NCAA TOURNAMENT: History is all Pitino’s after Louisville downs Michigan for NCAA national title

Louisville coach Rick Pitino, center, holds up the NCAA National Championship trophy following Monday’s 82-76 win against Michigan at the Georgia Dome in Atlanta.

Louisville coach Rick Pitino, center, holds up the NCAA National Championship trophy following Monday’s 82-76 win against Michigan at the Georgia Dome in Atlanta.

ATLANTA — For one night anyway, four million Atlantans could take a backseat. Rick Pitino owned this town.

He capped a day that started with him being introduced as a member of the 2013 class of the Naismith Basketball Hall of Fame by etching out some history all his own.

In front of a record NCAA final crowd of 74,326 fans at the Georgia Dome, Pitino paced, barked and willed his Louisville team to an 82-76 win over Michigan to become the first coach in NCAA basketball history to win titles with teams from two different schools.

That both were from the state of Kentucky, including his 1996 title, with the University of Kentucky, speaks to Pitino’s nerve, savvy and adaptability. And to see him, at age 60, being lifted up off the floor in a bear hug by sophomore forward Chane Behanan, gave a pretty good indication of his ability to stay relevant.

“About 12 or 13 games ago, all of these guys said, ‘If you win the national championship, Coach, you’re getting a tattoo,’” Pitino said in his postgame TV interview, apparently not worried about adding a national audience to the list of 14 players already holding him accountable. “I said ‘Hell yeah, I’m getting a tattoo.’”

Louisville senior point guard Peyton Siva had a few ideas of what he should get.

“My name,” Siva offered in the postgame press conference. “I told a couple reporters he should get a lower back tattoo.”

The way Siva played Monday night, Pitino ought to let him pick the tattoo. The senior point guard scored 18 points on a night when Louisville’s leading scorer Russ Smith was off his game (3-for-16 shooting). He played a part in keeping Wooden award winner Trey Burke from taking over the game, despite his 24 points. And Siva got the ball to Luke Hancock, who had the hot hand again on 5-for-5 shooting from 3-point range.

Siva dictated play down the stretch, with 14 points in the second half, including a layup to convert an alley-oop pass from Hancock to give Louisville a 67-62 lead with 6:26 to play.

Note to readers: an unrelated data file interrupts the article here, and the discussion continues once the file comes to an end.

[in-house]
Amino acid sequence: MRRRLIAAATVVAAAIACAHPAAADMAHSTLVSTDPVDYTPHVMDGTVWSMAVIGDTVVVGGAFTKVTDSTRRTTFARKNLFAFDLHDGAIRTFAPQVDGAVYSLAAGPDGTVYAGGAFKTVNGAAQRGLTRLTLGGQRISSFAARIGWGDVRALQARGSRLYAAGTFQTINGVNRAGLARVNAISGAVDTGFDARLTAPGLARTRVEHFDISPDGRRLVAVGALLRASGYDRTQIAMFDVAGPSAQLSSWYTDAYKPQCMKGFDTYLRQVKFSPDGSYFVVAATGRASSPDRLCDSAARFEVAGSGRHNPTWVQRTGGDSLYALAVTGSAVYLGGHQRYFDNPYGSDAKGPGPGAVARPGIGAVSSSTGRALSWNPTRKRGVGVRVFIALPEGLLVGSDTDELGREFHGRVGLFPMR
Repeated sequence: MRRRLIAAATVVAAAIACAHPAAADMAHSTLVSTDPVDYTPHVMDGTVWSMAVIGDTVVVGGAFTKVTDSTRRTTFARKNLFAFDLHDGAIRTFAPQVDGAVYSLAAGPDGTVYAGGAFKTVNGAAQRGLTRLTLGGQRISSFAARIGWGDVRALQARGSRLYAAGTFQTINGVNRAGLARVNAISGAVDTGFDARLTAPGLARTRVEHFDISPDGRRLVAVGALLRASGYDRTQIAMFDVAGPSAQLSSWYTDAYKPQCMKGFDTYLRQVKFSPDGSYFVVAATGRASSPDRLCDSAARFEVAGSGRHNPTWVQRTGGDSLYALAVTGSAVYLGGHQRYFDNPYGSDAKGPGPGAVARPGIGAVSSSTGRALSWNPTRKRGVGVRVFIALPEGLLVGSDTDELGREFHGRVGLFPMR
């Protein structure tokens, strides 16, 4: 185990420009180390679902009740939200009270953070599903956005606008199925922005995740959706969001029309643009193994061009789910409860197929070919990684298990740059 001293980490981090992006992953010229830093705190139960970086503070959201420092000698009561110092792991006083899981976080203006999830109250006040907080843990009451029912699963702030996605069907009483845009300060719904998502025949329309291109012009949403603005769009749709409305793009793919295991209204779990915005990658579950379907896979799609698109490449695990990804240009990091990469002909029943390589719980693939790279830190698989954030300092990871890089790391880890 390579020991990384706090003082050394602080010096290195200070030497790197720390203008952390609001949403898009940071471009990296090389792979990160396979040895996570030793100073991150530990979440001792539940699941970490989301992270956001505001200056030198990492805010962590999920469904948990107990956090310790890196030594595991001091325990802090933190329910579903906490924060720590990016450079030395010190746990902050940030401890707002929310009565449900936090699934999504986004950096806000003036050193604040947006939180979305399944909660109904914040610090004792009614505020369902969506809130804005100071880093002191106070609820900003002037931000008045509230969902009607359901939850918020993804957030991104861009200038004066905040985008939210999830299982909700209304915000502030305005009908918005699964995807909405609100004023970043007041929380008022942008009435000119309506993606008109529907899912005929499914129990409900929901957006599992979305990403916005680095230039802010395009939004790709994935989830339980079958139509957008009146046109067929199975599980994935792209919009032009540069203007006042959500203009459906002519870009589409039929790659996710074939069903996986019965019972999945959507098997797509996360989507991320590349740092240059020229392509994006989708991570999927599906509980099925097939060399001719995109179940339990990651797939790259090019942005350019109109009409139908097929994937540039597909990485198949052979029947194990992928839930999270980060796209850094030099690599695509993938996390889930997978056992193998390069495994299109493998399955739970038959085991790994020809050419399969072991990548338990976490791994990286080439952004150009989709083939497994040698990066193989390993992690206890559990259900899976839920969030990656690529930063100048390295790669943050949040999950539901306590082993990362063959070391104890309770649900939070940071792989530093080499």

He did it all with Pitino pushing his buttons the entire way.

“The whole game, coach Pitino kept saying ‘You’re out of shape, son, you’re out of shape,’” Siva said. “’You need to dig in.’”

The Cardinals were already thin without injured Kevin Ware and playing a high-paced game against an efficient offensive team, but Siva played 36 minutes. He finished with six rebounds, five assists, four steals, only two turnovers and the respect of his coach, who was giving him some tough love out of necessity.

“I had to keep prodding him and prodding him because watching him, I was out of gas,” Pitino said.

The Cardinals came back from 12 points down for the second time in the Final Four and once again turned to sixth man Hancock to help them dig out. He finished with 22 points on Monday night after dropping in 20 points on Wichita State in the semifinals.

Hancock became the first bench player ever to win the most outstanding player award in the Final Four. So it was fitting that he was the one carrying the national championship trophy to postgame interviews.

“I just thought we needed something,” Hancock said of his contributions. “I tried to do whatever I could to help the team. I usually take a back seat to Russ and Peyton, which I’m fine with since they are such great players. I just hit a few shots.”

Michigan had claimed the first-half momentum behind 17 points from freshman backup point guard Spike Albrecht, 10 more than he’d ever scored in a game. Albrecht was 4-for-4 from 3-point range — including three in a three-minute span — and helped Michigan widen its lead to 33-21 with 3:54 left in the first half on a drive to the basket, with Burke on the bench with two fouls.

Hancock had an answer. He scored 14 points on five straight possessions in the final four minutes of the first half, including four consecutive 3-pointers.

Louisville turned to Hancock late as well, using his 3-pointer from the left wing with 3:25 left, his fifth of the game, and two free throws with 37.5 seconds left to seal it.

Michigan (31-8) had waited 20 years for a return to the NCAA championship game after back-to-back losses in 1992 and 1993. This team captured the imagination not only of the Wolverines fanbase but the original “Fab Five” who played in those games.

All of them came Monday night -- Jalen Rose, Juwan Howard, Jimmy King, Ray Jackson, and even Chris Webber, who has been officially disassociated with the school as part of NCAA sanctions. He watched the game from a suite.

“I hope when we get on that plane, there are some smiles on the faces,” Michigan coach John Beilein of his players. “The sun is going to come up tomorrow. If they’re not smiling, we’re going to make them smile.”

Beilein said ultimately Louisville’s quickness got the better of Michigan Monday night.

The Cardinals will likely leave as big a mark for their passion as they will their skill level, and how they overcame Ware’s gruesome leg fracture in the regional final against Duke.

Ware, the Rockdale County standout, had to watch the two Final Four games from courtside but he could take part in the net-cutting ceremony Monday night. Dome workers had to lower the goal so he wouldn’t have to climb the ladder, but Ware cut the last three strands of the net, while leaning on his crutches.

He left with the net hanging around his neck.

“It feels so good,” Ware said.